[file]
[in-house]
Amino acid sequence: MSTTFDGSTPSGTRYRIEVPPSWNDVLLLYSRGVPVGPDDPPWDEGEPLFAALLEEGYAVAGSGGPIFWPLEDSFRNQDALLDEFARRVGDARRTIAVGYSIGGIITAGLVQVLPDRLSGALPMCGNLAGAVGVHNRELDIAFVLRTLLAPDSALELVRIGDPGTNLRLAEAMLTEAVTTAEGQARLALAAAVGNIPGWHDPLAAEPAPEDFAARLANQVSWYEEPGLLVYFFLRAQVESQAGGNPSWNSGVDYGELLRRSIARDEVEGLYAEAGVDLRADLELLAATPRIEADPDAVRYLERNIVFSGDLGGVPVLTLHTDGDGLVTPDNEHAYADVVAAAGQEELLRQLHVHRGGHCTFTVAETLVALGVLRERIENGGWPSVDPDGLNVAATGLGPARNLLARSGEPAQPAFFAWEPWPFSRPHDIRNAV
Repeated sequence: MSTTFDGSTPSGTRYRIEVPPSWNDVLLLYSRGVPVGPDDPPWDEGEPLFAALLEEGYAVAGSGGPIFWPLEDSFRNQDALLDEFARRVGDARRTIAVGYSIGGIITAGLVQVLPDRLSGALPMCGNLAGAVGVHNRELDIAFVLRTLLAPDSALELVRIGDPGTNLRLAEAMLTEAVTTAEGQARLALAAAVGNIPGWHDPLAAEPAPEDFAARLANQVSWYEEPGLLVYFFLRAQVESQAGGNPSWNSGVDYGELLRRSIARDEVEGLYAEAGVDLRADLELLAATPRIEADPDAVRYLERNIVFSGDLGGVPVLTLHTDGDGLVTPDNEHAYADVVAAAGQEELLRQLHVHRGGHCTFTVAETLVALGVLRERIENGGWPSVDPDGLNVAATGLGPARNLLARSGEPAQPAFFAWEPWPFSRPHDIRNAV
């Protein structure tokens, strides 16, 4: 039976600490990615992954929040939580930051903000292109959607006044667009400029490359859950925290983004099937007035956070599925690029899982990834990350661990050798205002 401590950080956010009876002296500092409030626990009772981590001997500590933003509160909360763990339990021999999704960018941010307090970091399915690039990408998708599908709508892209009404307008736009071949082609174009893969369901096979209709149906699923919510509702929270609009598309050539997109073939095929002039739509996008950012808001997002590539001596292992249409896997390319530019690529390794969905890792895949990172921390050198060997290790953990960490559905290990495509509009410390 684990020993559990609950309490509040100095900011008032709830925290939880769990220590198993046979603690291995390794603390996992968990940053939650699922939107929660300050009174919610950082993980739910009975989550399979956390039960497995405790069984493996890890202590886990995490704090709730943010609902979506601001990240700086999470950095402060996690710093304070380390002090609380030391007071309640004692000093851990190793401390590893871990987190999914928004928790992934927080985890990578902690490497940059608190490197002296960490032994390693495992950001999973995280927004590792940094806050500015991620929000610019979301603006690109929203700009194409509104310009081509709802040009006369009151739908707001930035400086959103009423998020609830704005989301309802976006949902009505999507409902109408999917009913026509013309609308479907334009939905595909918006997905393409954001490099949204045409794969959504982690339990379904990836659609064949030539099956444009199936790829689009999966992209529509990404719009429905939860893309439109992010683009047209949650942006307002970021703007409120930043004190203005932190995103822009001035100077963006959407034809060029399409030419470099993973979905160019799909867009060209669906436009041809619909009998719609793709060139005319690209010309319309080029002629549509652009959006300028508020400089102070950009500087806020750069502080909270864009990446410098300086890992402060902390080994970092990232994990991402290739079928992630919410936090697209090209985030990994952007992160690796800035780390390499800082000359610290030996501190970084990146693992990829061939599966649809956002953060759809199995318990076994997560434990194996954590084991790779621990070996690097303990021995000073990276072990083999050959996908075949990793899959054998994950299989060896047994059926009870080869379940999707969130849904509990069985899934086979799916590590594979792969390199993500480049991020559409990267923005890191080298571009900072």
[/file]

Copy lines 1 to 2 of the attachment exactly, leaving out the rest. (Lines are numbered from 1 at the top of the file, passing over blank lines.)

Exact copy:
[in-house]
Amino acid sequence: MSTTFDGSTPSGTRYRIEVPPSWNDVLLLYSRGVPVGPDDPPWDEGEPLFAALLEEGYAVAGSGGPIFWPLEDSFRNQDALLDEFARRVGDARRTIAVGYSIGGIITAGLVQVLPDRLSGALPMCGNLAGAVGVHNRELDIAFVLRTLLAPDSALELVRIGDPGTNLRLAEAMLTEAVTTAEGQARLALAAAVGNIPGWHDPLAAEPAPEDFAARLANQVSWYEEPGLLVYFFLRAQVESQAGGNPSWNSGVDYGELLRRSIARDEVEGLYAEAGVDLRADLELLAATPRIEADPDAVRYLERNIVFSGDLGGVPVLTLHTDGDGLVTPDNEHAYADVVAAAGQEELLRQLHVHRGGHCTFTVAETLVALGVLRERIENGGWPSVDPDGLNVAATGLGPARNLLARSGEPAQPAFFAWEPWPFSRPHDIRNAV